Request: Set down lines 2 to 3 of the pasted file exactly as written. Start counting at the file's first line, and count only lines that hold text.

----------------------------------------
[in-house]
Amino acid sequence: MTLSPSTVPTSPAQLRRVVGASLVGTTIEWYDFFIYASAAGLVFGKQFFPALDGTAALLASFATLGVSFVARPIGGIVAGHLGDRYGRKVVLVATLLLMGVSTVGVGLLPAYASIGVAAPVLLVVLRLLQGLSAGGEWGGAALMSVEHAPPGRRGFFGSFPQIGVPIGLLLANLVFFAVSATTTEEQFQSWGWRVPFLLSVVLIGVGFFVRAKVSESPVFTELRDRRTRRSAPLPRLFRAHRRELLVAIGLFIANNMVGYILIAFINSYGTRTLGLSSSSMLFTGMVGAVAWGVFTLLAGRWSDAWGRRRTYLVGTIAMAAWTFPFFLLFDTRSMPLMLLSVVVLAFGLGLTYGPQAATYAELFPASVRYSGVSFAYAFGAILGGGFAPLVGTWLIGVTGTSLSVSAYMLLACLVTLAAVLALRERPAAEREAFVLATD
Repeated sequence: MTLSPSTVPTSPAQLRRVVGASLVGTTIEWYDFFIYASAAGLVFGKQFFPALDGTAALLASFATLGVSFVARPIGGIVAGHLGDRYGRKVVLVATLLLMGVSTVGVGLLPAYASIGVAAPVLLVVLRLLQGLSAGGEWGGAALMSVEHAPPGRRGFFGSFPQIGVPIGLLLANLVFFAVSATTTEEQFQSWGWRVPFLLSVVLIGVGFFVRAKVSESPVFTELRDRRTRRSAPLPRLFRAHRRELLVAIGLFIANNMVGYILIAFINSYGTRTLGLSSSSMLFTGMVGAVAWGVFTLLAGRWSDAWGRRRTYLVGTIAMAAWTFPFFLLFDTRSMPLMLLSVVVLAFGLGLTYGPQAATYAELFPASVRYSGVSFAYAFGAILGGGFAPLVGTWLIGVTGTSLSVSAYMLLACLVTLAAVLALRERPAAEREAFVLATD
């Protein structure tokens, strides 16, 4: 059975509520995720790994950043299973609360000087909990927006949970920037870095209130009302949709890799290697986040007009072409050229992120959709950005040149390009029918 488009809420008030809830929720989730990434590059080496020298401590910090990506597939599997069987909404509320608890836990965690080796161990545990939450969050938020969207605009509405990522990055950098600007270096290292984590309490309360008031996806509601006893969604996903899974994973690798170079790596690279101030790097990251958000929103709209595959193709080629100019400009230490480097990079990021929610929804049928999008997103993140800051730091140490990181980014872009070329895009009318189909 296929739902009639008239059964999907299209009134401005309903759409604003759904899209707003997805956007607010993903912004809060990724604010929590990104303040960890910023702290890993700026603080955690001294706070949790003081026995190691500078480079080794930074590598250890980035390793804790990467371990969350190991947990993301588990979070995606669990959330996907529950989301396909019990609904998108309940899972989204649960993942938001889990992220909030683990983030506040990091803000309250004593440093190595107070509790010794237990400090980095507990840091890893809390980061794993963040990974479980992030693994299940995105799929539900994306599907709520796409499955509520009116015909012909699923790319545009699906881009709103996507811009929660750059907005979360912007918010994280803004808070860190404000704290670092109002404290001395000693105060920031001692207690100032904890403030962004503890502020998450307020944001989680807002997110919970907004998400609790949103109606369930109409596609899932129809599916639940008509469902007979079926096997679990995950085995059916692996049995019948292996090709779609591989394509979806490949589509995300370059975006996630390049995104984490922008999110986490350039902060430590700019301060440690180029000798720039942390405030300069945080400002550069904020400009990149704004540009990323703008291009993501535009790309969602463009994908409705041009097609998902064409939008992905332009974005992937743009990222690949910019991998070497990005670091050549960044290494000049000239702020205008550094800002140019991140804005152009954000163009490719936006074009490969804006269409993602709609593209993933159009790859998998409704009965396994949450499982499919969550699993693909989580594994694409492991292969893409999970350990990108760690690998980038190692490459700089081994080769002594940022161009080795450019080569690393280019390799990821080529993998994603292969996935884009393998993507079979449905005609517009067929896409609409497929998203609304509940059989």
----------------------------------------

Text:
Amino acid sequence: MTLSPSTVPTSPAQLRRVVGASLVGTTIEWYDFFIYASAAGLVFGKQFFPALDGTAALLASFATLGVSFVARPIGGIVAGHLGDRYGRKVVLVATLLLMGVSTVGVGLLPAYASIGVAAPVLLVVLRLLQGLSAGGEWGGAALMSVEHAPPGRRGFFGSFPQIGVPIGLLLANLVFFAVSATTTEEQFQSWGWRVPFLLSVVLIGVGFFVRAKVSESPVFTELRDRRTRRSAPLPRLFRAHRRELLVAIGLFIANNMVGYILIAFINSYGTRTLGLSSSSMLFTGMVGAVAWGVFTLLAGRWSDAWGRRRTYLVGTIAMAAWTFPFFLLFDTRSMPLMLLSVVVLAFGLGLTYGPQAATYAELFPASVRYSGVSFAYAFGAILGGGFAPLVGTWLIGVTGTSLSVSAYMLLACLVTLAAVLALRERPAAEREAFVLATD
Repeated sequence: MTLSPSTVPTSPAQLRRVVGASLVGTTIEWYDFFIYASAAGLVFGKQFFPALDGTAALLASFATLGVSFVARPIGGIVAGHLGDRYGRKVVLVATLLLMGVSTVGVGLLPAYASIGVAAPVLLVVLRLLQGLSAGGEWGGAALMSVEHAPPGRRGFFGSFPQIGVPIGLLLANLVFFAVSATTTEEQFQSWGWRVPFLLSVVLIGVGFFVRAKVSESPVFTELRDRRTRRSAPLPRLFRAHRRELLVAIGLFIANNMVGYILIAFINSYGTRTLGLSSSSMLFTGMVGAVAWGVFTLLAGRWSDAWGRRRTYLVGTIAMAAWTFPFFLLFDTRSMPLMLLSVVVLAFGLGLTYGPQAATYAELFPASVRYSGVSFAYAFGAILGGGFAPLVGTWLIGVTGTSLSVSAYMLLACLVTLAAVLALRERPAAEREAFVLATD